Aging: The Physical Disaster

In response to the Daily Post Prompt:  Disaster

I find that even though I, at 73, can still walk quite a lot and exercise at the gym 2 or 3 times a week, physical activity makes me increasingly more tired.

Yesterday, I took the #17 Express Bus from Staten Island to 14th Street and 7th Avenue where I like to go for my favorite shopping in Manhattan.  Walked up 7th to 17th Street where I shopped at Bed, Bath & Beyond, Michaels, Blick’s Art Supply, Lowes, which are all in a 2-block radius, then walked back to 14th and Broadway, where I shopped at Blick’s once again, but at another one of their stores. Afterwards trapsed* over to Whole Foods, before catching the Express Bus home at 14th and Broadway.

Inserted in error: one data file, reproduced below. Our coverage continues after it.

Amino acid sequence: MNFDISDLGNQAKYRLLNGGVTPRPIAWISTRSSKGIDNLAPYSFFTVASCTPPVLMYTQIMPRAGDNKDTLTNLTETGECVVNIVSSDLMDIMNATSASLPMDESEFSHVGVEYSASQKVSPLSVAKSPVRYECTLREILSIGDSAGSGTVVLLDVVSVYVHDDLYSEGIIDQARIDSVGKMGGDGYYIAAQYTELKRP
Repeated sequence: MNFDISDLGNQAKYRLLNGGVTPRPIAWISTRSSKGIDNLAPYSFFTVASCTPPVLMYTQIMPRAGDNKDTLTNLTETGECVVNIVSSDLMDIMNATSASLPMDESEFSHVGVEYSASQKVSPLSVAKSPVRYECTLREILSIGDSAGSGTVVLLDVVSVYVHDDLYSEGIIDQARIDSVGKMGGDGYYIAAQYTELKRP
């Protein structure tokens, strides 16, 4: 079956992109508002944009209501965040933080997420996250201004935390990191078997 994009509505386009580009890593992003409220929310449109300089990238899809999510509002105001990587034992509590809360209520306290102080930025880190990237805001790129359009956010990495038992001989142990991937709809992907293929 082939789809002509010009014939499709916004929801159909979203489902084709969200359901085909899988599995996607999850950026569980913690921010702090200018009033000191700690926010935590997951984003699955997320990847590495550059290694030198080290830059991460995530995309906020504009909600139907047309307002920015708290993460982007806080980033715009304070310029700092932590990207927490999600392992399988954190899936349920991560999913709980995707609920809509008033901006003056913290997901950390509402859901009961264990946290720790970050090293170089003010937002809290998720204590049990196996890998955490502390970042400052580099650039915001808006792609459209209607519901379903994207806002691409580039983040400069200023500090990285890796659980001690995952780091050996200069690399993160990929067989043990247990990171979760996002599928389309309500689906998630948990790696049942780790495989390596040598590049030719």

Once, home I was totally exhausted like I have never been before.  While trying out my new paint markers from Blick’s, my eyes began to close.  I forced them open, but eventually I couldn’t any longer.  Fell asleep and slept for 3 hours.  Got up for about an hour to do the dished, then when back to sleep until morning.  The last time I did the same Manhattan routine, only a few weeks ago, I wasn’t nearly as tired. This was the most tired, I ever remember being, and I know as I age, it will just get worse.  It used to get a little worse every few years, then it was every few months, now it seems it’s every few weeks.

One can exercise and diet and keep active, but you can’t control the increasing amount of tiredness that comes after the physical activity.  Except, maybe, by praying.

Psalm 103:5

God, renew my energy when I am tired.

*I looked up the word “trapsed” to make sure I spelled it correctly, and the dictionary says it’s archaic.  This is a normal word in my vocabulary.  I guess using vocabulary that is now considered “archaic” is another symptom of aging.

**Header photo, Chelsea district in Manhattan, near where I went yesterday.  I took photo a couple of years ago while walking “The Highline.”